interaction with the polar spin probe, while at the same time opening the structure
to create more areas that are able to trap small spin probes. It should be noted that
the amount of amino substituted spin probes retained at this pyridine concentration
is still much greater than that of the non-substituted spin probes, indicating that
there is still a significant number of active sites available for trapping polar spin
At 0.6% pyridine, an increase in retention is observed for spin probe VII while a
decrease is observed for spin probe VIII. At this point and beyond, further
oscillations in the retention of each spin probe appear to be due to competing
processes of opening micropores, opening larger structural areas, and poisoning of
active sites with pyridine.
With higher concentrations of pyridine both the period and the amplitude of the
oscillations decreased. After the concentration of pyridine reached 10%, the spin
retention observed is similar to that observed for pure pyridine. The data suggest
that complete structural opening occurs so that if this is desired, it may be possible to
achieve this goal without wasting large amounts of an expensive, toxic, strong
Spin probe VII retention in Beulah-Zap lignite swelled in toluene spiked with up to
1.2% of pyridine is expressed as a function of pyridine concentration in Figure 4.
Again an oscillatory behavior is observed for spin probe retention as the
concentration of pyridine in the swelling solvent solution is increased. Similar to
the behavior of Illinois #6, the oscillations observed for the retention of spin probe
VII in Beulah-Zap have decreasing periods as the concentration of pyridine is
increased. Increasing the pyridine concentration above 4% has little effect on the
amount of spin probe retention. It is likely that the structure of the lignite has then
been completely opened by disrupting all hydrogen bonded networks, as was
observed when pure pyridine wag used as the swelling solvent.
The retention of spin probe VIII (size dependence) in Beulah-Zap lignite as a
function of pyridine concentration in the toluene swelling solvent is shown in
Figure 5. Oscillatory behavior similar to that of Illinois #6 is observed. However,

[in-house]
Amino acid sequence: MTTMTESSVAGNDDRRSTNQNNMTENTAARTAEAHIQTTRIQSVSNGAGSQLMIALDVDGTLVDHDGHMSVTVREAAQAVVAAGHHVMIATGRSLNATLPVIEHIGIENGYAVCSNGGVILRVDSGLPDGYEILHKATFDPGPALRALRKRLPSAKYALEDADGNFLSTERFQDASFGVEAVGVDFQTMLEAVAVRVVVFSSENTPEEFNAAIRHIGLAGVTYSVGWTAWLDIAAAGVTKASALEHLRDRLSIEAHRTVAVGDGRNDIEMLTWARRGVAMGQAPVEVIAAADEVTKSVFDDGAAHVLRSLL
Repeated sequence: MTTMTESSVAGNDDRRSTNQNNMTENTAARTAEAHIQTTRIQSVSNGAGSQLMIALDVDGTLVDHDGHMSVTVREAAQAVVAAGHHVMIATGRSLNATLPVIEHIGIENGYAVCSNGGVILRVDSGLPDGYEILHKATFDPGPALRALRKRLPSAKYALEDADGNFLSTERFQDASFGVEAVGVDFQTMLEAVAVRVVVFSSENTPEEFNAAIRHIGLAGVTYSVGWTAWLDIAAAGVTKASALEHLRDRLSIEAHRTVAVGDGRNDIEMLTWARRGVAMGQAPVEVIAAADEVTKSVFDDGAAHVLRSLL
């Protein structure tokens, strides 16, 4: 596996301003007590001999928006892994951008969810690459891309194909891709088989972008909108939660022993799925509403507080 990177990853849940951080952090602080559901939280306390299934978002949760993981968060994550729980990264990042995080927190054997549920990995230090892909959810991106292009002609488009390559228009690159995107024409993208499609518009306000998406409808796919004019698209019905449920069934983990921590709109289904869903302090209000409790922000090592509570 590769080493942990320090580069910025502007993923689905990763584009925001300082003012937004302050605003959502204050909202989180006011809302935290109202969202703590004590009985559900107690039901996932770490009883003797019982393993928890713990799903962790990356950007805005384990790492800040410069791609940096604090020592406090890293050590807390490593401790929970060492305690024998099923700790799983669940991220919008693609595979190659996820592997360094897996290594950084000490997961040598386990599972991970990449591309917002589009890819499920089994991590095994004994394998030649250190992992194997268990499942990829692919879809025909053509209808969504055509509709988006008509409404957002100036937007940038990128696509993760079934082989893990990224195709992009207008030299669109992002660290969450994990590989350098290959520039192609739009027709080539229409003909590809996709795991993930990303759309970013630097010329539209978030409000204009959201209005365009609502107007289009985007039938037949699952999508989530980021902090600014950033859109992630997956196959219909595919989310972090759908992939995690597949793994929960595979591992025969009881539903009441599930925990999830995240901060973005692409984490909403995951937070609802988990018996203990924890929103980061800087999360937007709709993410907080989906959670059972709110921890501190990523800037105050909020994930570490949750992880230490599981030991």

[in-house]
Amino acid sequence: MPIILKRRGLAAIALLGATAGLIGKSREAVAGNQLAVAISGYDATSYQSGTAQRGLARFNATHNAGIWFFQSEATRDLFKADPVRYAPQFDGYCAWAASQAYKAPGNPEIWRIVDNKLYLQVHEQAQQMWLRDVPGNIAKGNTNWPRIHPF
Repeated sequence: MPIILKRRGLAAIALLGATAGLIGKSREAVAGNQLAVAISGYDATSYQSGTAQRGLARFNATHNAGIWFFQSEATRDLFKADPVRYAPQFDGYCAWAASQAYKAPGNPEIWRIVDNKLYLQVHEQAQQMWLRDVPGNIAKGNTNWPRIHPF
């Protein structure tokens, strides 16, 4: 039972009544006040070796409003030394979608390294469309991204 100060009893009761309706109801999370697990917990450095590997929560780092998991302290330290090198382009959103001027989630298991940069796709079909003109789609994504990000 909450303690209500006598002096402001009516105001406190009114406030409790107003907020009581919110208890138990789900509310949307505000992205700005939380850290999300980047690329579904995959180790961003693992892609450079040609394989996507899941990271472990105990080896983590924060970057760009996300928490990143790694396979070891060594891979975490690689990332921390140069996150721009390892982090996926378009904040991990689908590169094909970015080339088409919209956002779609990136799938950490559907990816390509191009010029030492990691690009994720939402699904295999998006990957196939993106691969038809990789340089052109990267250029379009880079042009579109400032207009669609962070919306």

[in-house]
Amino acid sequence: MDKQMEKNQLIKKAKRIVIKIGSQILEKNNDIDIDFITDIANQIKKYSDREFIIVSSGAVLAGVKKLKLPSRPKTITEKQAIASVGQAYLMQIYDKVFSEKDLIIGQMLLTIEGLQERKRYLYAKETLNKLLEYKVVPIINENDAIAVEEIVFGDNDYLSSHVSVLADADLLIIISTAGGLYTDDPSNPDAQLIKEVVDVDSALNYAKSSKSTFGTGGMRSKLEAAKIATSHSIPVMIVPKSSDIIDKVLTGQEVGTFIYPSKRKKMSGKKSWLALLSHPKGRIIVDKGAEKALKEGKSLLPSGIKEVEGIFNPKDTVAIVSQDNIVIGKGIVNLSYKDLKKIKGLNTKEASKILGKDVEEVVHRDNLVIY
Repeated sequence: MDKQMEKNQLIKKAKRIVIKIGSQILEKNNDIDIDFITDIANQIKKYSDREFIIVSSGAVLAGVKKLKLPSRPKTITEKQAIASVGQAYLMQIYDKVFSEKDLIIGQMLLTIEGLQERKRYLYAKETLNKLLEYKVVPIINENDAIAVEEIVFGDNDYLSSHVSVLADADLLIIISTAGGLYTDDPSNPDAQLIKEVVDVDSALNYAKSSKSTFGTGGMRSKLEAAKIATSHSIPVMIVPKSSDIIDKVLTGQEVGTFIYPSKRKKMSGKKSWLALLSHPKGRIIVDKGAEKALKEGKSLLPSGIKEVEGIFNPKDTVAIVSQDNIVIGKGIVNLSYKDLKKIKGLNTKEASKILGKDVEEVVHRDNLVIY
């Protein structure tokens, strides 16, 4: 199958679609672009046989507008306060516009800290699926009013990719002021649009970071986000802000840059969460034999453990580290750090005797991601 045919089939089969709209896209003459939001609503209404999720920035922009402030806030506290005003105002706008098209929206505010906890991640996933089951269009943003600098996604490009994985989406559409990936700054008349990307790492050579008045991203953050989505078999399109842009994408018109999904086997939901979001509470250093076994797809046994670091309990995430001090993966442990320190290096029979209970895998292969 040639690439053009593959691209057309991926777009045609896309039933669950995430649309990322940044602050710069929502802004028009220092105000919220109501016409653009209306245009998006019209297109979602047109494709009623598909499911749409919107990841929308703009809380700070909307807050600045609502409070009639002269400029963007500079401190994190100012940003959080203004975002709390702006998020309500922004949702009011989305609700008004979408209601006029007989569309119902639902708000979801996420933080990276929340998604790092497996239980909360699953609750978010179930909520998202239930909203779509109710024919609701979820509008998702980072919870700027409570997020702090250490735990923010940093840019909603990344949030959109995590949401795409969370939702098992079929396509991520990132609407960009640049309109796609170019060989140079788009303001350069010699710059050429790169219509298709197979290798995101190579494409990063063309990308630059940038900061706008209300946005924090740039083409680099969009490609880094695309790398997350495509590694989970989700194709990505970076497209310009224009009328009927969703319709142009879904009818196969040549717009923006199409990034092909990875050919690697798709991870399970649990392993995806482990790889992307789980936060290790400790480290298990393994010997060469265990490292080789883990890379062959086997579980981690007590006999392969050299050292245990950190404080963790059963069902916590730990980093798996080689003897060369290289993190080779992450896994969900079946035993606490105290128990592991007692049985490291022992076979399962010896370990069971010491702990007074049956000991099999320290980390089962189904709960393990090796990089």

after 0.6%, additional pyridine has a negligible effect on the incorporation of the spin
probe. Addition of 100 ppm pyridine (0.01%) to the swelling solvent for Beulah-Zap
has almost no effect on the retention of spin probe VIII. When the concentration of
pyridine is increased to 200 ppm (0.02%), a large increase in the retention of spin
probe VIII is observed, while a small, yet significant decrease in the retention of spin
probe VI is observed. The large increase in spin probe VIII retention indicates that
hydrogen bonds which block access to the interconnected micropore network have
been disrupted without significantly affecting the macromolecular structure.
Although a greater number of micropores was made available, a decrease in the
retention of spin probe VII was observed. This would seem to indicate that in
Beulah-Zap the pyridine necessary to provide initial access to the micropore
structure competes significantly for the active hydrogen bonding sites available to
the amino spin probes.
As the concentration of the pyridine in the swelling solvent is increased from 200
ppm to 500 ppm (0.05%), a large decrease in the retention of spin probe VIII occurs,
but a corresponding increase in the retention of spin probe VII is observed. The
large decrease in retention of spin probe VIII indicates that the macromolecular
structure was opened to a significant extent. This disruption of hydrogen bonds in
the macromolecular structure caused a dramatic increase in the available active sites
for hydrogen-bonded interactions, as evidenced by the large increase in retention of
spin probe VII.
A further increase in the concentration of pyridine to 700 ppm (0.07%) results in an
increase in retention of spin probe VIII and a huge decrease in retention of spin
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Ding, R.; Tucker, D. & Kispert, L.D. Influence of binary swelling solvents: Mechanism of action, article, December 31, 1995; United States. (digital.library.unt.edu/ark:/67531/metadc670229/m1/2/: accessed September 19, 2018), University of North Texas Libraries, Digital Library, digital.library.unt.edu; crediting UNT Libraries Government Documents Department.